Can someone explain to me in any way why the following is true?

$$\sin 3x = \cos\left(3x - \frac{\pi}{2}\right)$$

I tried to look at the unit circle but I didn't really understand it.

  • $\begingroup$ Look at a right angle triangle not the unit circle. It basically amounts to choosing an angle in the right-triangle and labelling the sides accordingly. I will try to put a more fuller answer when I've chance but I hope it helps. Ditch the $3x$ putting $u=3x$ for simplicity. $\endgroup$ – Karl Oct 9 '15 at 10:00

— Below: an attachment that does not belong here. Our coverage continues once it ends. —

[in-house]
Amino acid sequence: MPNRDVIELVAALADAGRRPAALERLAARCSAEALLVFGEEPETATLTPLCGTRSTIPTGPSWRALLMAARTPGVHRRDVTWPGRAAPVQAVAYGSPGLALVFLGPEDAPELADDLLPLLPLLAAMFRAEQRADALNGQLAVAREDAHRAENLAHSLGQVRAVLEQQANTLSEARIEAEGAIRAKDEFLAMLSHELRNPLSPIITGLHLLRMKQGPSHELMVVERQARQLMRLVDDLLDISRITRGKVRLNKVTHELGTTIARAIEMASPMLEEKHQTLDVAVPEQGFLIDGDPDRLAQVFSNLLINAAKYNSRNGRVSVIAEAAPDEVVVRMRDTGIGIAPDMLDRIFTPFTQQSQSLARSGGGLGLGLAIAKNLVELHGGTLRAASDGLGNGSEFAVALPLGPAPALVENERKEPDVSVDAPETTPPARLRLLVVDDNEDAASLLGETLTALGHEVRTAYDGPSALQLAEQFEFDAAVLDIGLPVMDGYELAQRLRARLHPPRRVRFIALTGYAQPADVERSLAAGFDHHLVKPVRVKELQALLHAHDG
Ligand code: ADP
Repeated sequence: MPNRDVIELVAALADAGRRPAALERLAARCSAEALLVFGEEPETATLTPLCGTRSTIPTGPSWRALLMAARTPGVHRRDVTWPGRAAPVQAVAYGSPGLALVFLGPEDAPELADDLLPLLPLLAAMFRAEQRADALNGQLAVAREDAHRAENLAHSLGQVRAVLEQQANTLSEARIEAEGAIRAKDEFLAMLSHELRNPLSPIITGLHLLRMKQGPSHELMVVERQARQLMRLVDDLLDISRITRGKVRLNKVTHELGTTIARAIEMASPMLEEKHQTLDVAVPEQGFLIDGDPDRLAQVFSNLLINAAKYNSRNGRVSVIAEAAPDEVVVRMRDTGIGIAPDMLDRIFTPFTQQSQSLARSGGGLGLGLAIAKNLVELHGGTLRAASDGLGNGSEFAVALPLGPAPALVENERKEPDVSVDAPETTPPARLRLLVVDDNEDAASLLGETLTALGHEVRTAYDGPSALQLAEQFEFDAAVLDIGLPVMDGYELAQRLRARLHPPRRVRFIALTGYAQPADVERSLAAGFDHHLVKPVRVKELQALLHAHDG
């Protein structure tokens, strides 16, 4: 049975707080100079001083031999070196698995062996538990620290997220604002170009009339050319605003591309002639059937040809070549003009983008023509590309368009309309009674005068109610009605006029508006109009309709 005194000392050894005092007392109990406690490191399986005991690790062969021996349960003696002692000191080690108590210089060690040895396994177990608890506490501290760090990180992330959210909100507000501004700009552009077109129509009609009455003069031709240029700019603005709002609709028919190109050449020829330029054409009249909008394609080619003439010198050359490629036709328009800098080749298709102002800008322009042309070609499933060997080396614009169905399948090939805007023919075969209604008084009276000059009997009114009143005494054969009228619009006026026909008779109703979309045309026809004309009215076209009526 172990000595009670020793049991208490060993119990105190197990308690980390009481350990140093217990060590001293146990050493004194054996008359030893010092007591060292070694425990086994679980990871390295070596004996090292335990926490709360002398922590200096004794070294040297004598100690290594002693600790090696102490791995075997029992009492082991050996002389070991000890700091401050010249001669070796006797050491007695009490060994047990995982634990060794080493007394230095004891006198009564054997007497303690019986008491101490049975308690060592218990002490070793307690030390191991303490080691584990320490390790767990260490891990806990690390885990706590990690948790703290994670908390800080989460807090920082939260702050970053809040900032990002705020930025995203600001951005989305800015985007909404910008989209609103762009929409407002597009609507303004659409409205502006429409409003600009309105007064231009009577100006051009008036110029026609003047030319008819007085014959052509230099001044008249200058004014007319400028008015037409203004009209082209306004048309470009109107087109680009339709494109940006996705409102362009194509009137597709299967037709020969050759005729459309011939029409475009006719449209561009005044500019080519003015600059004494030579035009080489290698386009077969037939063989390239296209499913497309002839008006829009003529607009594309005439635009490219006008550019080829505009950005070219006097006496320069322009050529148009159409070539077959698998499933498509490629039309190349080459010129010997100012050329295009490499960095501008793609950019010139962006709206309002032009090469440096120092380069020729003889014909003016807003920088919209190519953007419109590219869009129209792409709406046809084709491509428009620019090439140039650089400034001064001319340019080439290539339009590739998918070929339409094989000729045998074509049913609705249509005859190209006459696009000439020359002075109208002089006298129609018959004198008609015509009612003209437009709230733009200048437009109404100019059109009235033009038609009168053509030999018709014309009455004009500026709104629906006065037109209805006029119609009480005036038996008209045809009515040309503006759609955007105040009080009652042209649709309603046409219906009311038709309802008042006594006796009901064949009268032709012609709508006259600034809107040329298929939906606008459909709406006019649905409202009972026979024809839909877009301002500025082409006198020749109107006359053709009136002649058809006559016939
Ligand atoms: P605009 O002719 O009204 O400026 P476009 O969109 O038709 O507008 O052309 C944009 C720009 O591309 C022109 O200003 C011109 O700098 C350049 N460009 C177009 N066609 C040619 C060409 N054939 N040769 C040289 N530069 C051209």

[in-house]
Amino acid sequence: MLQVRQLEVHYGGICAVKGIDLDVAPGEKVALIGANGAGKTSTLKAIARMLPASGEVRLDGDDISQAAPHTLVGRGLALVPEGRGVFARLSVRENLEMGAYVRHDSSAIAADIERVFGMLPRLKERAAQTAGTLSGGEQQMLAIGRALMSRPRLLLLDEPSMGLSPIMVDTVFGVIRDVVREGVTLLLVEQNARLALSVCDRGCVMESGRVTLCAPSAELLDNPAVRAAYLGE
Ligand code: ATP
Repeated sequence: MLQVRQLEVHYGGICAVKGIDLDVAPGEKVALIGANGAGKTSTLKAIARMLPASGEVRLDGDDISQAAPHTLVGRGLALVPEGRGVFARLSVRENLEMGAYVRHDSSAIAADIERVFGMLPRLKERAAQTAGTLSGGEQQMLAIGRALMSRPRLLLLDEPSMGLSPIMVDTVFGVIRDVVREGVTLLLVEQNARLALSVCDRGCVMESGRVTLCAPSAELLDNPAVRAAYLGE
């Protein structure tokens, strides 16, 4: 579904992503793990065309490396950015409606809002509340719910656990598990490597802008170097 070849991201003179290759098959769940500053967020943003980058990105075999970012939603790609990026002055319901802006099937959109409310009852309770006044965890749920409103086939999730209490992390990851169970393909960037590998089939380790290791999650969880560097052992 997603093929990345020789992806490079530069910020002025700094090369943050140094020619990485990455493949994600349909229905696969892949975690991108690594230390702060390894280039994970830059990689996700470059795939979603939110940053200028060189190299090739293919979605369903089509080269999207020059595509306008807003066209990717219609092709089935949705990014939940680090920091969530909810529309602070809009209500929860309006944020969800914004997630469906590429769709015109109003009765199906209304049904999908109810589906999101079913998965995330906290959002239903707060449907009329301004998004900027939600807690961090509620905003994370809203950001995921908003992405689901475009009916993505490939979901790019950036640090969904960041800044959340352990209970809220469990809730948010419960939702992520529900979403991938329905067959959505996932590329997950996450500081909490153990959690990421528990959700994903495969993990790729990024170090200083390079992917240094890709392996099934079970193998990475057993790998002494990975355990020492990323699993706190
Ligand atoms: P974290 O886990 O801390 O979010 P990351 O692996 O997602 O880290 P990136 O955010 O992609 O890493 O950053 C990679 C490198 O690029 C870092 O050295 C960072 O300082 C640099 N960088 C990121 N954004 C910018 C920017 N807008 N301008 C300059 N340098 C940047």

• 2
    $\begingroup$ See this answer. $\endgroup$ – Blue Oct 9 '15 at 10:38
  • $\begingroup$ hint: $\cos\theta = \cos(-\theta)$ $\endgroup$ – John Joy Oct 9 '15 at 14:28

Because $\sin x=\cos \left( x-\frac\pi 2\right)$

If you want another proof: Use trigonometric identity: $\cos(x-y)=\cos x \cos y+\sin x \sin y$, let $x=3x,y=\frac\pi2$

Hope it helps.

(link quoted from comment above)


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